Sexual Empowerment and Awareness at Tennessee (SEAT) strives to foster a comprehensive and academically-informed conversation about sex, sexuality, and relationships with the purpose of educating the University of Tennessee student body and the Knoxville community through innovative, collaborative, and entertaining programming and events.
We are the co-chairs of Sexual Empowerment and Awareness at Tennessee (SEAT), the student organization that plans Sex Week. Sex Week is an annual event in the spring semester at the University of Tennessee, Knoxville, but we hope to expand our organization to have a year-round presence. We would like to present our plans for Sex Week 2015 as well as our mission and goals as an organization.
We are a sex-positive organization, providing a platform for students to engage in an open conversation about sex, sexuality, gender identity, sexual orientation, relationships, and much more. The events will expose students to different aspects of sexuality in a variety of contexts--including cultural, political, religious, and economic--and will cover health, pleasure, and empowerment. The World Health Organization's definition of sexual health states that "sexual health requires a positive and respectful approach to sexuality and sexual relationships, as well as the possibility of having pleasurable and safe sexual experiences, free of coercion, discrimination and violence." We strive to ensure that our programming embodies these values by facilitating a respectful discussion that is both academically informed and medically accurate without neglecting issues of pleasure and safety.
Brianna Rader and Jacob Clark, co-founders of SEAT, set the following goals for the University of Tennessee: (1) To create a mandatory sexual assault prevention course for all incoming freshmen; (2) To create a comprehensive, public protocol for preventing and responding to sexual assault, to improve transparency; (3) To create a campus consent policy, establishing a concrete definition for the university to replace the current definition in HillTopics; and, (4) To develop a comprehensive amnesty policy, to encourage bystanders to be active in difficult situations, especially those involving alcohol. We are enthusiastic to work closely with every corner of campus to make these a reality.
Co-Chair, 2014 - 2015
Co-Chair, 2014 - 2015
The first Sex Week was held at Yale University in 2002, and Harvard, Brown, and other prestigious universities quickly adopted the tradition. Ten years later, the Issues Committee of the Central Programming Council brought Megan Andelloux, a prominent sexologist, to speak to Tennessee students on topics of sexuality. After an extremely warm reception, two UT students decided to collaborate to expand and bring Sex Week to the University of Tennessee, making our school one of the first ten universities in the country to host a Sex Week.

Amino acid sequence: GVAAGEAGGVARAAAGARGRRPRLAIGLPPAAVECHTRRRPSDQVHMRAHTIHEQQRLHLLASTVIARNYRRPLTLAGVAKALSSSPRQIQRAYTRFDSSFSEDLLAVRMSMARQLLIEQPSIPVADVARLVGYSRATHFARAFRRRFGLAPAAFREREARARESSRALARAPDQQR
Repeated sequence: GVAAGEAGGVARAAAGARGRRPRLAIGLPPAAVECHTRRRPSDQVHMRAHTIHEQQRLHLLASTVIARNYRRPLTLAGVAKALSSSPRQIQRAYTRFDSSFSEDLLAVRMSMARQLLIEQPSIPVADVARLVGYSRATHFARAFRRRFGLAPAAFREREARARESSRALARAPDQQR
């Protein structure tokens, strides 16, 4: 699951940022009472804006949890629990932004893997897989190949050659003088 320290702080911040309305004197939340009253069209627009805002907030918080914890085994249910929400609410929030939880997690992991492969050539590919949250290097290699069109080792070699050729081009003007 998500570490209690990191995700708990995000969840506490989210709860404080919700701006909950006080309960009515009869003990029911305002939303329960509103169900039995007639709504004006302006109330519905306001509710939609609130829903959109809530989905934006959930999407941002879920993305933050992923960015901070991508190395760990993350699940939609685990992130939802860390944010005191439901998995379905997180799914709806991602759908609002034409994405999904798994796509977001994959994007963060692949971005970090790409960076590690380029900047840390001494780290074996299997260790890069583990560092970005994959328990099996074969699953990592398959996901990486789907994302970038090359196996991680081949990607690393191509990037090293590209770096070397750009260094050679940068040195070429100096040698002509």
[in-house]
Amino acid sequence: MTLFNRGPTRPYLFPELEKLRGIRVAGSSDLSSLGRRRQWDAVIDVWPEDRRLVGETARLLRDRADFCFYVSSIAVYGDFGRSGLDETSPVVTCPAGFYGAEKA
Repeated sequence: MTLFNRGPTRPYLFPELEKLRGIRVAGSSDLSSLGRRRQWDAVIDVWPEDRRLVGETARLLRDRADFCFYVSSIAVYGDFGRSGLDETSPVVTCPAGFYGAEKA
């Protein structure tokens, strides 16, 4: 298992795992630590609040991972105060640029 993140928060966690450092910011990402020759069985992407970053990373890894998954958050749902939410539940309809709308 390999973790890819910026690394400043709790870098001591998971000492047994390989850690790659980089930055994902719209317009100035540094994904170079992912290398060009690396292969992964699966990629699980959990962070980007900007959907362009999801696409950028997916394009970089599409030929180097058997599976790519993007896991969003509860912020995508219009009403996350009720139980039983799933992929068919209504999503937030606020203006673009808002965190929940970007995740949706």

The two co-founders felt strongly about bringing this program to the University of Tennessee and the state of Tennessee because of the need for more openness and justice around these issues, in addition to the fact that opportunities to discuss these topics are rare. Appreciating the diversity and unity of the human experience entails understanding the range of sexual and gender identities we hold and express, and how these are shaped by culture, politics, religion, the environment, and even the economy. College is about education and thoughtful discussion, and that includes important topics like sex and sexuality.
SEAT's First Annual Sex Week in 2013 was successful with 4,000 attendees. We received quite a bit of media attention after losing two-thirds of our funding two and a half weeks before the event. This decision was made by UT administrators in reaction to upset state legislators. SEAT was able to privately fundraise the lost funding in 36 hours with the public's help and went on to host a very successful event.
Advocate for a comprehensive understanding of sex and sexuality and cultivate dialogue on these topics.
Create programming and facilitate discussions that are inclusive of all beliefs and ideas in order to create a safe environment for open dialogue.
Ensuring academic soundness by including all perspectives and crossing traditional boundaries.
Positive reception of others' sexual expression regardless of personal views and embracement of sexuality as fundamental to the human experience.
Encourage exposure in an effort to help one's self and one's peers enhance awareness, knowledge, and understanding in order to become empowered individuals.
SEAT will strive to remain honest and diligent in our functioning and work.
"The Comstock Block Award", presented by the Center for Sexual Pleasure and Health, April 2014
"Seeds of Change Award" awarded by Community Shares to our co-founders Brianna Rader and Jacob Clark, April 2014